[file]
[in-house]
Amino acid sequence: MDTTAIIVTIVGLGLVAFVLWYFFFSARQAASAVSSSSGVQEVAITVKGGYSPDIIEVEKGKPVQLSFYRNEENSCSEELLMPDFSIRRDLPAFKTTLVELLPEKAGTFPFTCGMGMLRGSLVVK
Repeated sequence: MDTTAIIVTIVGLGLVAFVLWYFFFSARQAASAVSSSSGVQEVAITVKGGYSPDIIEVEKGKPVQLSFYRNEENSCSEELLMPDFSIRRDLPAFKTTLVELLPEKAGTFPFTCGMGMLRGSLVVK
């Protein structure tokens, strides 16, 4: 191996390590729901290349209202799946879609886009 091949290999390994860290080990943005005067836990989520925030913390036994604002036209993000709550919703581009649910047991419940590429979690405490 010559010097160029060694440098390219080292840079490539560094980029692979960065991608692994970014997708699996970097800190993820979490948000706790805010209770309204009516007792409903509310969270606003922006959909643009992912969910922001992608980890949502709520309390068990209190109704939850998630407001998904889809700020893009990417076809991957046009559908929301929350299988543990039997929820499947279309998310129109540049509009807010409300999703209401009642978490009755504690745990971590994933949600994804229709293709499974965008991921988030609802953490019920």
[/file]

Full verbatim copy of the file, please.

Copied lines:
[in-house]
Amino acid sequence: MDTTAIIVTIVGLGLVAFVLWYFFFSARQAASAVSSSSGVQEVAITVKGGYSPDIIEVEKGKPVQLSFYRNEENSCSEELLMPDFSIRRDLPAFKTTLVELLPEKAGTFPFTCGMGMLRGSLVVK
Repeated sequence: MDTTAIIVTIVGLGLVAFVLWYFFFSARQAASAVSSSSGVQEVAITVKGGYSPDIIEVEKGKPVQLSFYRNEENSCSEELLMPDFSIRRDLPAFKTTLVELLPEKAGTFPFTCGMGMLRGSLVVK
């Protein structure tokens, strides 16, 4: 191996390590729901290349209202799946879609886009 091949290999390994860290080990943005005067836990989520925030913390036994604002036209993000709550919703581009649910047991419940590429979690405490 010559010097160029060694440098390219080292840079490539560094980029692979960065991608692994970014997708699996970097800190993820979490948000706790805010209770309204009516007792409903509310969270606003922006959909643009992912969910922001992608980890949502709520309390068990209190109704939850998630407001998904889809700020893009990417076809991957046009559908929301929350299988543990039997929820499947279309998310129109540049509009807010409300999703209401009642978490009755504690745990971590994933949600994804229709293709499974965008991921988030609802953490019920």